Hostname: page-component-5d59c44645-k78ct Total loading time: 0 Render date: 2024-03-04T19:31:31.673Z Has data issue: false hasContentIssue false

Religion in the Perspective of“Big History”

Published online by Cambridge University Press:  31 January 2014

S. Mark Heim*
Andover Newton Theological School


At the pinnacle of his career, the renowned sociologist Robert Bellah did not choose to write a magnum opus refining the influential work of a lifetime, focused particularly on contemporary American society. Nor did he choose to offer an unbuttoned reflection on the future of his discipline or the culture he had so closely studied. Instead, he devoted thirteen years to a project of breathtaking scope, religion in the evolutionary history of the human species, from the primordial soup to the Dalai Lama. He asked where religion had come from, not where it was going. He eventually felt compelled to truncate this story at the “axial age,” in the first millennium before the Common Era. This 700-page “fragment” of the original vision (before his recent death, he held out hope for a smaller companion book to round it off) is a work of judicious audacity. It is high tribute to Bellah's intellect and industry that it merits the first modifier no less than the second.

Review Essay*
Copyright © President and Fellows of Harvard College 2014 

Access options

Get access to the full version of this content by using one of the access options below. (Log in options will check for institutional or personal access. Content may require purchase if you do not have access.)



Robert N. Bellah, Religion in Human Evolution: From the Paleolithic to the Axial Age (Cambridge: Harvard University Press, 2011).


1 He expressed the hope for a sequel in Bellah, Robert N., “Reply to My Critics,” First Things 234 (2013) 49Google Scholar.

2 Bellah, Religion in Human Evolution, 100. See Wilson, David Sloan, Darwin's Cathedral: Evolution, Religion, and the Nature of Society (Chicago: University of Chicago Press, 2002)CrossRefGoogle Scholar.

3 As quoted in McElreath, Richard and Boyd, Robert, Mathematical Models of Social Evolution: A Guide for the Perplexed (Chicago: University of Chicago Press, 2007) 82CrossRefGoogle Scholar.

4 Bellah, “Reply to My Critics,” 54.

5 Bellah, Religion in Human Evolution, 45.

6 Jack Miles, “Review Essay on Robert Bellah, Religion in Human Evolution: From the Paleolithic to the Axial Age, and Bellah, Robert and Joas, Hans, The Axial Age and Its Consequences,” JAAR 81 (2013) 852–64Google Scholar.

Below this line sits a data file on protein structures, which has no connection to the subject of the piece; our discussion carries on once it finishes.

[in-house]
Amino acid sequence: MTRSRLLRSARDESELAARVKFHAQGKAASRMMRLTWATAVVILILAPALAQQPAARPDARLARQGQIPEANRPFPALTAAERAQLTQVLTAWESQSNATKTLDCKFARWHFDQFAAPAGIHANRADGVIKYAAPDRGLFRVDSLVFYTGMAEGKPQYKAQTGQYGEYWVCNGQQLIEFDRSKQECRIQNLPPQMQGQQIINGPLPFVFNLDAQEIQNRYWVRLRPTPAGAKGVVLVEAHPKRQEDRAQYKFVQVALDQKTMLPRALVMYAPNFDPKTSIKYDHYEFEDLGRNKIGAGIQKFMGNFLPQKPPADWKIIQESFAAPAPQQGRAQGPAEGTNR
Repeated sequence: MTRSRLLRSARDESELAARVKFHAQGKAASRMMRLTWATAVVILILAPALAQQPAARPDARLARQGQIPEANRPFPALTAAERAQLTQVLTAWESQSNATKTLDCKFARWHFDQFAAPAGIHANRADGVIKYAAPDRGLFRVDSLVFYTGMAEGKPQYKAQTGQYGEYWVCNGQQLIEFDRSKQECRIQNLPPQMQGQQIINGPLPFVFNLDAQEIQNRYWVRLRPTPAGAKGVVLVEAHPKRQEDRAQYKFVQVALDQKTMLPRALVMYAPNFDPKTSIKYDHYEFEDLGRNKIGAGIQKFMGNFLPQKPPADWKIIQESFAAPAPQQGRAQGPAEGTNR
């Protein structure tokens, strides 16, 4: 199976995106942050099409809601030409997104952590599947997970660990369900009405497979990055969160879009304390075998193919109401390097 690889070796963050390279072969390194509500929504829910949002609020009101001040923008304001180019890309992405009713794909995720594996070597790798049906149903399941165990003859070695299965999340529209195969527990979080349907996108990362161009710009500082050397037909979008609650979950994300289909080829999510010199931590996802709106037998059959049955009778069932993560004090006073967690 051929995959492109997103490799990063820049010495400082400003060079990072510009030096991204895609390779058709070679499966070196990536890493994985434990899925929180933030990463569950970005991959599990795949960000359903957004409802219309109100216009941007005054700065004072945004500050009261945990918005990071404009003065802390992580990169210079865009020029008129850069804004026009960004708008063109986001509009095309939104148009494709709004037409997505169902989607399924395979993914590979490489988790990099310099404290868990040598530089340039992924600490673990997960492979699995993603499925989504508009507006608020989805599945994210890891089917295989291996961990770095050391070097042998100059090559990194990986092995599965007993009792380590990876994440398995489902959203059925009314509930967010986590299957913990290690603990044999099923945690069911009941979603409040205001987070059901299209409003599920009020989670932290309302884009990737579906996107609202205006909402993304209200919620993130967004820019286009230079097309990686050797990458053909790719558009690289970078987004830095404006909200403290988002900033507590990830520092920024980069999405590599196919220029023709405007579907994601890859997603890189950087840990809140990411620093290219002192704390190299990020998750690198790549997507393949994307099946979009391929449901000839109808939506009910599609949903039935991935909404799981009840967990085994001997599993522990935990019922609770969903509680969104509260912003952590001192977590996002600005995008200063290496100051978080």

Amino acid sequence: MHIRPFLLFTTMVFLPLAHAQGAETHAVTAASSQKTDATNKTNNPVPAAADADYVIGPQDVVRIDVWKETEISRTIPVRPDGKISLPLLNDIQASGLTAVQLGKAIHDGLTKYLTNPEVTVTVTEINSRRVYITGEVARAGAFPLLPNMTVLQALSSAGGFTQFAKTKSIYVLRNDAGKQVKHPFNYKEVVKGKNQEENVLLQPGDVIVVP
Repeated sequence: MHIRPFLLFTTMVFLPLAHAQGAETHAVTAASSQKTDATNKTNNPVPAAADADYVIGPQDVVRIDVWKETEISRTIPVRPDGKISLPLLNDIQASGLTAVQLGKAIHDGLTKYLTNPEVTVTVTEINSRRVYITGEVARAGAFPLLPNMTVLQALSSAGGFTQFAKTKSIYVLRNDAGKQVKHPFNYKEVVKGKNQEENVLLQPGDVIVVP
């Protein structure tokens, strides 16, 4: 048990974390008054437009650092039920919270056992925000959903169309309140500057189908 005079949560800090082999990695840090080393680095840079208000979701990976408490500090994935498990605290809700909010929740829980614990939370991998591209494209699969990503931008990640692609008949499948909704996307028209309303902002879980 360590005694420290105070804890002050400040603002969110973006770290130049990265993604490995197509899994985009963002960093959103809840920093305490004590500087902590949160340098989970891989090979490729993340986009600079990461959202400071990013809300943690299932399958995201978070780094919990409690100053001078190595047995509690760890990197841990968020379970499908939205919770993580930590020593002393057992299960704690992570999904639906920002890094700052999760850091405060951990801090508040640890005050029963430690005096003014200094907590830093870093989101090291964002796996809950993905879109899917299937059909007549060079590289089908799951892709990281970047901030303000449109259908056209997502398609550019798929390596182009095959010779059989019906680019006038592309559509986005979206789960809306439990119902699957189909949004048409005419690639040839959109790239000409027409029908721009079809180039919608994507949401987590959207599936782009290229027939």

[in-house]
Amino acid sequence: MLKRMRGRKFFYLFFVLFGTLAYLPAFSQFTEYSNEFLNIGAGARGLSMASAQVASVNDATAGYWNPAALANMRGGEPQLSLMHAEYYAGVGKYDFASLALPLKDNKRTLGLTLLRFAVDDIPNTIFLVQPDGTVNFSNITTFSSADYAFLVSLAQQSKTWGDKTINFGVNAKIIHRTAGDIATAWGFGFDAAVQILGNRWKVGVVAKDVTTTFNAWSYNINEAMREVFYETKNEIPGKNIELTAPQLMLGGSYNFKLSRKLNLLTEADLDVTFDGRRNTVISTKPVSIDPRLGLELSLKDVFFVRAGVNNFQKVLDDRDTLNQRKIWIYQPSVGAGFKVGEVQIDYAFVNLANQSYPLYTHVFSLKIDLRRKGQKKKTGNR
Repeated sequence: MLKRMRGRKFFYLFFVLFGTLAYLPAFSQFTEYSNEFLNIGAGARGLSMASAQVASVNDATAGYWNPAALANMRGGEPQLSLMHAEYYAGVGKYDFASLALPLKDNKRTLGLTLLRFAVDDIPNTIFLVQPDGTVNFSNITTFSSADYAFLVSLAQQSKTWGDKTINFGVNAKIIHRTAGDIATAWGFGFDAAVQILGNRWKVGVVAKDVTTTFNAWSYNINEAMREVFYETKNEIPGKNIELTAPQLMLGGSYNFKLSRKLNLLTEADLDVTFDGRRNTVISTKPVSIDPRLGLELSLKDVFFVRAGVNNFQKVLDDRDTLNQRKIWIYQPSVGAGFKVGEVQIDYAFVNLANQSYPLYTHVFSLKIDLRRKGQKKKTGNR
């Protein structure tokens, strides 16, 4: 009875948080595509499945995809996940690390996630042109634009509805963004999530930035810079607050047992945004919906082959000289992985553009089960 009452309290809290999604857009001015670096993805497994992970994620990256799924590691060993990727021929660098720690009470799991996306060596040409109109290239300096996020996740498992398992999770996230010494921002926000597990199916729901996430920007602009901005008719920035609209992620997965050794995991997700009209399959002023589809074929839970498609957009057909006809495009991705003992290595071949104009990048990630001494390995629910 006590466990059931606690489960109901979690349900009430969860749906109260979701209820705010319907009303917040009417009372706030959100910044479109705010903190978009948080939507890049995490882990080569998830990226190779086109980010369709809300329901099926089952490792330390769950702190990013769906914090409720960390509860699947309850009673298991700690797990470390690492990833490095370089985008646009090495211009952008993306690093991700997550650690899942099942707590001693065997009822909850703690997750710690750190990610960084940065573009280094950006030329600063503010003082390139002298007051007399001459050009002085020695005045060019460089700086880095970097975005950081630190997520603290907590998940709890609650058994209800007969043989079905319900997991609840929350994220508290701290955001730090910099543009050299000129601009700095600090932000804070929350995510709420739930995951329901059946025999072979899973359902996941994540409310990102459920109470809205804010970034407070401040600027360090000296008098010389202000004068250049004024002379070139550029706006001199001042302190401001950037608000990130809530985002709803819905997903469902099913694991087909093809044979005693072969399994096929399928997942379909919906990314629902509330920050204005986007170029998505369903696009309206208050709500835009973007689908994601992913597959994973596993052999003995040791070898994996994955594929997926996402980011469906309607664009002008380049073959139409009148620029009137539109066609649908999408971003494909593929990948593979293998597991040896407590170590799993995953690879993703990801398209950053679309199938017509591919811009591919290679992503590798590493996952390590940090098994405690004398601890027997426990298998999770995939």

7 Kirschner, Marc and Gerhart, John, The Plausibility of Life: Resolving Darwin's Dilemma (illustrated by Norton, John; New Haven, Conn.: Yale University Press, 2007)Google Scholar.

8 As quoted in Bellah, Religion in Human Evolution, 62.

9 See Kirschner and Gerhart, Plausibility of Life, 220–23.

10 See, e.g., ibid., 111.

11 For a summary of KG's arguments as set forth here, see Bellah, Religion in Human Evolution, 60–66.

12 Ibid., 83.

13 “Old genes of prokaryotes were radically retooled for different but not totally unrelated purposes in eukaryotes” (Kirschner and Gerhart, Plausibility of Life, 258).

14 Bellah, Religion in Human Evolution, 102, quoting Terrence Deacon, W. and Cashman, Tyrone, “The Role of Symbolic Capacity in the Origins of Religion,” Journal for the Study of Religion, Nature, and Culture 3 (2009) 490517Google Scholar, at 503.

15 See especially Bellah, Religion in Human Evolution, 100–104. Deacon's relevant work can be found in Goodenough, Ursula and Deacon, Terrence W., “The Sacred Emergence of Nature,” in The Oxford Handbook of Religion and Science (ed. Clayton, Philip; Oxford: Oxford University Press, 2006) 853871CrossRefGoogle Scholar, and Deacon and Cashman, “Symbolic Capacity.

16 Bellah, Religion in Human Evolution, 126.

17 On Donald's stages see ibid., 118; and Donald, Merlin, Origins of the Modern Mind: Three Stages in the Evolution of Culture and Cognition (Cambridge: Harvard University Press, 1991)Google Scholar.

18 Bellah, Religion in Human Evolution, 128.

19 As quoted in ibid., 131.

21 Ibid. For Bellah's adaptation of Donald's theory of mimetic culture, see especially ibid., 120–31.

22 Ibid., 174.

24 Ibid., 262.

26 Bellah, Robert N. and Joas, Hans, The Axial Age and Its Consequences (Cambridge: Belknap Press of Harvard University Press, 2012)CrossRefGoogle Scholar.

27 Bellah, Religion in Human Evolution, 175.

28 Bellah, Religion in Human Evolution, 112.

29 See for example ibid., 2–3; Schutz, Alfred, “Multiple Realities,” in The Problem of Social Reality (vol. 1 of Collected Papers; The Hague: Martinus Nijhoff, 1967) 207–59Google Scholar.

30 Bellah, Religion in Human Evolution, 3 [italics in original].

31 See especially ibid., 2–3.

32 See especially ibid., 77–78; Bellah borrows the phrase from Burghardt, Gordon, The Genesis of Animal Play: Testing the Limits (Cambridge: MIT Press, 2005) 7778Google Scholar.

33 On Bellah's use of the term “offline,” see especially Religion in Human Evolution, xx.

34 Ibid., 9

36 Ibid., 90. See Gopnik, Alison, The Philosophical Baby: What Children's Minds Tell Us about Truth, Love, and the Meaning of Life (New York: Farrar, Straus, and Giroux, 2009) 71Google Scholar.

37 Miles, “Review Essay,” 862.